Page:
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The Geological Society of London is a learned society based in the United Kingdommarker with the aim of "investigating the mineral structure of the Earth". It is the oldest national geological society in the world and the largest in Europe with over 9000 Fellows entitled to the postnominal FGS - over 2000 of whom are Chartered Geologists (CGeol). The Society is a Registered Charity, No 210161.

Bicentenary

The Society was founded in 1807. It was partly the outcome of a previous club known as the Askesian Society, and among the more prominent founders were William Babington, Humphry Davy and George Bellas Greenough. It received its Royal Charter in 1825 from George IV.

Since 1874 the Society has been based at Burlington Housemarker, Piccadillymarker, Londonmarker. This building houses the Society's library, which contains more than 300,000 volumes of books and journals. It is a member of the UK Science Council.

The Society celebrated its bicentennial celebrations in 2007 with a number of programmes to raise the profile of the geosciences in Britain and abroad under the auspices of the well-known popular science writer and palaeontologist Professor Richard Fortey, the President over that year.

Publications

The society publishes two of its own journals, the (formerly Quarterly) Journal of the Geological Society and the Quarterly Journal of Engineering Geology and Hydrogeology. It also publishes the magazine Geoscientist for Fellows, and has a share in Geology Today, published by Blackwell Science.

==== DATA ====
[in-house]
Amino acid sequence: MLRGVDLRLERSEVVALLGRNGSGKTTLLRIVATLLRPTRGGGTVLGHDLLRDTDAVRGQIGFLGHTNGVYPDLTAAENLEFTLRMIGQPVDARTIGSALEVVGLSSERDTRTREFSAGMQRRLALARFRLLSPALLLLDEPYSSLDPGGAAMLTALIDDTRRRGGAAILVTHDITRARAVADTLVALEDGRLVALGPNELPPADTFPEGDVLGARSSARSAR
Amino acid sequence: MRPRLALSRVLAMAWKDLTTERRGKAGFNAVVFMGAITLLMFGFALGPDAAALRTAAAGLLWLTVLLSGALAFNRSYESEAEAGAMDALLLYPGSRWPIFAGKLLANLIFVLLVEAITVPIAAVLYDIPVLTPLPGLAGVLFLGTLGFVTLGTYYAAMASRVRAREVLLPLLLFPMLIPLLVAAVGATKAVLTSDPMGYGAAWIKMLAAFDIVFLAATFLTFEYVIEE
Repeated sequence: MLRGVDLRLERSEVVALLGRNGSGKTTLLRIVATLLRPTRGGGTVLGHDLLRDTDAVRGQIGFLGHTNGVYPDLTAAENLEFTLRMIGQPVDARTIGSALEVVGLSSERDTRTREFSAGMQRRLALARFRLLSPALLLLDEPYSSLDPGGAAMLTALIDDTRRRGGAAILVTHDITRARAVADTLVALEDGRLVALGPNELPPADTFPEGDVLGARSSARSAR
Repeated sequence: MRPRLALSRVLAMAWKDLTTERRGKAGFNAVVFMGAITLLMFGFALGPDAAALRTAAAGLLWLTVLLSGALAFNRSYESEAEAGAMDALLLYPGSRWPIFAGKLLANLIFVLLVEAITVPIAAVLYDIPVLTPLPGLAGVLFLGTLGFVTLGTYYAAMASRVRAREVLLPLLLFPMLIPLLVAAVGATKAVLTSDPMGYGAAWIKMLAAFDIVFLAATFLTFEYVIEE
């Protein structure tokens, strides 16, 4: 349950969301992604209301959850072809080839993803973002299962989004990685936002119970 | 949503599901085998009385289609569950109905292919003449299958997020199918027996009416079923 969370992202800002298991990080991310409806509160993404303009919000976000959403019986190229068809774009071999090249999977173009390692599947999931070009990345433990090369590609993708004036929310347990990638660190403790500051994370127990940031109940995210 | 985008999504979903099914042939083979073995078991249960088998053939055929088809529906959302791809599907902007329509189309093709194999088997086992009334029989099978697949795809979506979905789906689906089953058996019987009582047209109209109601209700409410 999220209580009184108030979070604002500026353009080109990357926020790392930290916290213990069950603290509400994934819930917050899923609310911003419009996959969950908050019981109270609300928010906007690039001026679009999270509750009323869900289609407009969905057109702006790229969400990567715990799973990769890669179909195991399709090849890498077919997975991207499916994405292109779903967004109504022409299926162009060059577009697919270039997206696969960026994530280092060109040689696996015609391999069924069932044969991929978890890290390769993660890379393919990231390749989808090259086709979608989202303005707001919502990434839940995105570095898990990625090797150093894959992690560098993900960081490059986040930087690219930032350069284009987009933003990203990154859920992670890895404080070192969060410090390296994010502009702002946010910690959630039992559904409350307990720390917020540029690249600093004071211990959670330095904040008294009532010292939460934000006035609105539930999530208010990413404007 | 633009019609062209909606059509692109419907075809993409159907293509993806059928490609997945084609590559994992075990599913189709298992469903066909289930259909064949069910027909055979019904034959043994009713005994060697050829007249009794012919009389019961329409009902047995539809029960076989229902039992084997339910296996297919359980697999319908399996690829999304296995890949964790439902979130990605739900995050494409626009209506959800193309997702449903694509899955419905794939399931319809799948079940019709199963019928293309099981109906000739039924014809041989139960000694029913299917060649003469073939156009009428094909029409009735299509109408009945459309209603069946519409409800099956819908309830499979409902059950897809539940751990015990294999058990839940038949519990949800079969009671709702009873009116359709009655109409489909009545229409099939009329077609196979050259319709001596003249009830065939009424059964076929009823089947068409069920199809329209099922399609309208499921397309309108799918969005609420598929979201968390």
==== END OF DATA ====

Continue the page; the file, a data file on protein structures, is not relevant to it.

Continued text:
It also co-publishes journals and publishes on behalf of other organisations. These include Petroleum Geoscience with the European Association of Geoscientists and Engineers (EAGE), Geochemistry: Exploration, Environment, Analysis with the Association of Applied Geochemists (AAG), Journal of Micropalaeontology for the Micropalaeontological Society, Proceedings of the Geologists’ Association for the GA, Proceedings of the Yorkshire Geological Society for the YGS and Scottish Journal of Geology for the Geological Societies of Edinburgh and Glasgow.

Past Presidents

The society counts many famous geologists amongst its past presidents. These include pioneers of geology Buckland, Sedgwick, Murchison, Lyell, De la Beche, T.H.Huxley, Prestwich, Geikie and Lapworth. Later well-known names include Alfred Harker, Arthur Trueman, H.H.Read and Frederick Shotton. The current president is the sedimentologist Lynne Frostick.

Scientific awards and funds

In 1831 it began issuing an annual scientific award for geology, known as the Wollaston Medal. This is still the Society's premier medal, which in 2006 was awarded to James Lovelock, the originator of the Gaia Hypothesis.

Medals awarded by the Society



Funds administered by the Society



Bibliography

  • Herries Davies, G.L. (2007) Whatever is Under the Earth: The Geological Society of London 1807 to 2007, London : Geological Society, ISBN 1-86239-214-5


See also



References

External links



  • http://www.geolsoc.org.uk/gsl/info/collections/archives/pid/759;jsessionid=A3879D5F8CDE2AE8A5B6D66499E30DDF



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